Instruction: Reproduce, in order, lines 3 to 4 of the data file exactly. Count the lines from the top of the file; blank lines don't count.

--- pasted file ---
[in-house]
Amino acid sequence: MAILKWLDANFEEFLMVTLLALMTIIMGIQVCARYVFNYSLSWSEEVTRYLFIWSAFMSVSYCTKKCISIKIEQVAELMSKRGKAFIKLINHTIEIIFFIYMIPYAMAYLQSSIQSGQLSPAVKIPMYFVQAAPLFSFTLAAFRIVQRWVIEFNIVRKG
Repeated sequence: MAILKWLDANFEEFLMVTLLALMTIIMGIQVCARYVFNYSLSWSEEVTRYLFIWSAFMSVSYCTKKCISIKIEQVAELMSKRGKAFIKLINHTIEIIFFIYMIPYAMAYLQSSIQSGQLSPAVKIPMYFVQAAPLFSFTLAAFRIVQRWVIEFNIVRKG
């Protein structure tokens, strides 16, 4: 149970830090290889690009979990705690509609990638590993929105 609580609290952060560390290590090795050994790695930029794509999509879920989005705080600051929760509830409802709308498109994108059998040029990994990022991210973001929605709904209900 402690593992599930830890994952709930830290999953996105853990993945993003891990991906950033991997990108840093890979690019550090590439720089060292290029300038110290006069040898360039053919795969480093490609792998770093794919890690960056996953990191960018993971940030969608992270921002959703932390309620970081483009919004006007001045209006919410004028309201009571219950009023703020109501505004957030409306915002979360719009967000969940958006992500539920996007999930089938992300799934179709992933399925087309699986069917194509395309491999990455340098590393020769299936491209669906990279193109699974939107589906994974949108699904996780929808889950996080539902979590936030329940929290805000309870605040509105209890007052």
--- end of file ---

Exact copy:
Repeated sequence: MAILKWLDANFEEFLMVTLLALMTIIMGIQVCARYVFNYSLSWSEEVTRYLFIWSAFMSVSYCTKKCISIKIEQVAELMSKRGKAFIKLINHTIEIIFFIYMIPYAMAYLQSSIQSGQLSPAVKIPMYFVQAAPLFSFTLAAFRIVQRWVIEFNIVRKG
């Protein structure tokens, strides 16, 4: 149970830090290889690009979990705690509609990638590993929105 609580609290952060560390290590090795050994790695930029794509999509879920989005705080600051929760509830409802709308498109994108059998040029990994990022991210973001929605709904209900 402690593992599930830890994952709930830290999953996105853990993945993003891990991906950033991997990108840093890979690019550090590439720089060292290029300038110290006069040898360039053919795969480093490609792998770093794919890690960056996953990191960018993971940030969608992270921002959703932390309620970081483009919004006007001045209006919410004028309201009571219950009023703020109501505004957030409306915002979360719009967000969940958006992500539920996007999930089938992300799934179709992933399925087309699986069917194509395309491999990455340098590393020769299936491209669906990279193109699974939107589906994974949108699904996780929808889950996080539902979590936030329940929290805000309870605040509105209890007052």